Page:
Our Thoughts

The Abbe Principle

16th October 2018

Ernst Abbe was a German scientist, known for his work on microscopes at Zeiss.

He gave his name to Abbe errors - the way angular errors of measurement are magnified by distance. You may have noticed when you play snooker that a tiny error in the angle at which you hit a ball results in missing the pocket by a huge margin, and much the same thing happens when you measure errors.

It's because of these errors that the Universal Principles of Design includes the Abbe principle:

"Measure things as close to their action as possible."

Measure close to the event

It's a rule that works just as well for customer insight. Most customer experience researchers will tell you that you should run event-driven surveys as soon as possible after the event we're asking customers to talk about. They may add rules of thumb, which (somewhat suspiciously) have tended to shrink as improvements to survey technology make it possible to get closer and closer to the event. Where we used to talk in terms of 1-2 weeks, we'd now talk about days or even hours. The closer the better, with the proviso that it's important to make sure that the customer feels that the event is over before asking them how well it went.

What's close enough?

So what does the science of memory actually teach us about the way memory works? In their landmark book "The Psychology of Survey Response" Tourangeau, Rips, and Rasinski explore the topic of recall in surveys in great detail. As you'd expect, time is a big factor...but it's more complicated than that. You can probably remember the names of your classmates at primary school better than what you had for lunch last Tuesday. So what else do we know?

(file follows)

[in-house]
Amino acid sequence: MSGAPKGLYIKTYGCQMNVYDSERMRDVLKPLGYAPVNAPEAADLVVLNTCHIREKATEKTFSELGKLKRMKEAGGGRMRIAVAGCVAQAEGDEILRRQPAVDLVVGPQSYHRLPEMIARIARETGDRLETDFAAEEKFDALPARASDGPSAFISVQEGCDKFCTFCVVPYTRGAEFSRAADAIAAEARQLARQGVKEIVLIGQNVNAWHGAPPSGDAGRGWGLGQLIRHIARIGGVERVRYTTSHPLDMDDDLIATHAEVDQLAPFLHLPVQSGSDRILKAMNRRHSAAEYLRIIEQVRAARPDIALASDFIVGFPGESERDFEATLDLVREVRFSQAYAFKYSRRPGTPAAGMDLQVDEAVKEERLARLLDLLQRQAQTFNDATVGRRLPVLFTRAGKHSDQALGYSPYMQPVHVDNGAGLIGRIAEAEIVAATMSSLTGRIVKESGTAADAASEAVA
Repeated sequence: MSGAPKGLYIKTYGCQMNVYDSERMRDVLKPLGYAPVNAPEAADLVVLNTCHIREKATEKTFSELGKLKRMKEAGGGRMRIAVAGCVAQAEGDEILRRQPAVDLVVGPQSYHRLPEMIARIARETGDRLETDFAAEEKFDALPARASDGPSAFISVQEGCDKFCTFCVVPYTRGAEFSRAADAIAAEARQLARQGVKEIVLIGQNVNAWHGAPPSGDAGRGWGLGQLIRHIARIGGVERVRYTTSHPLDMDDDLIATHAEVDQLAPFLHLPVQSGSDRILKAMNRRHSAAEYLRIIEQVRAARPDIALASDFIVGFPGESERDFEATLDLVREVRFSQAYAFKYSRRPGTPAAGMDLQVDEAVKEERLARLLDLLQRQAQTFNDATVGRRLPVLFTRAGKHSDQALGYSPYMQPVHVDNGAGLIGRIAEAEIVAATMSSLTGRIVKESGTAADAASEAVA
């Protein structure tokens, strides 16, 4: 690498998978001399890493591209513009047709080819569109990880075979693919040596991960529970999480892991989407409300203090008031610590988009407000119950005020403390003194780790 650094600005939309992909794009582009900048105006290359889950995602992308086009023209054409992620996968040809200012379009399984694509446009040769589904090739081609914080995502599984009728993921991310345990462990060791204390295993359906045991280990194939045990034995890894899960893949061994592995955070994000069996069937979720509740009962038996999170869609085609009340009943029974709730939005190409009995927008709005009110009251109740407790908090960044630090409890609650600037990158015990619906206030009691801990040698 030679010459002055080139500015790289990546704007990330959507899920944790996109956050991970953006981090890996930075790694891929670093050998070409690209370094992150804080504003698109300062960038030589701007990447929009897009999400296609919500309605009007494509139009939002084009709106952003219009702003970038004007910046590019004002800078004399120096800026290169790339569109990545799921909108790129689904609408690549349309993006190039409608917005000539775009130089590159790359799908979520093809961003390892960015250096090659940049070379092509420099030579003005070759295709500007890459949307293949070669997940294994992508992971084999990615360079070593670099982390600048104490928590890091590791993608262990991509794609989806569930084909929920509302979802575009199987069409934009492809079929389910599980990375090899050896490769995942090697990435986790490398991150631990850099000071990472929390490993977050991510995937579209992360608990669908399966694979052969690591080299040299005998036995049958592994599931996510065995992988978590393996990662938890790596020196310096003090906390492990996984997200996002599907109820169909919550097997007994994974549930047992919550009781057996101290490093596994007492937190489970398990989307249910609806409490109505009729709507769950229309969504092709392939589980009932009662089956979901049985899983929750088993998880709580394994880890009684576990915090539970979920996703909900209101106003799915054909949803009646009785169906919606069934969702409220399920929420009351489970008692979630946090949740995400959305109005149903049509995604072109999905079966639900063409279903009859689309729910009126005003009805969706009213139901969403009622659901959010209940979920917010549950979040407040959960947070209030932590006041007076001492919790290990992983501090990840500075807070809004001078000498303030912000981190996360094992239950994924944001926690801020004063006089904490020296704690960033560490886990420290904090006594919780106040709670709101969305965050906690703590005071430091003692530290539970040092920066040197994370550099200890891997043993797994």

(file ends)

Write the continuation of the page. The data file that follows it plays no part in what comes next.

• People tend to group events into abstract categories (like "lunch"), so more recent events in the same category will push out older events.
  • More distrinctive events stick in the memory for longer
  • Events near significant landmarks (like moving house) are easier to recall
  • Important, emotionally-involving, events are easier to recall
  • Providing cues (e.g. reminding you that you had a Pret a Manger sandwich) help more complete recall
  • The longer you give people, the more complete their recall

In other words, the more everyday an occurrence, the more important it is to survey customers as soon after the event as possible. Reminding customers of some of the details of what happened will help to make their memories about how they felt more accurate.

For common, low-impact, events: survey soon and provide cues to help accurate recall.

For important, emotionally-involving, events it's less important to survey customers instantly, and the need to make sure that the event has properly finished in the customer's mind takes precedence. For example, if you want to understand the mortgage application journey, you can comfortably wait a week or two without worrying too much about the passage of time.

For significant events: survey only when you're sure the event is complete.

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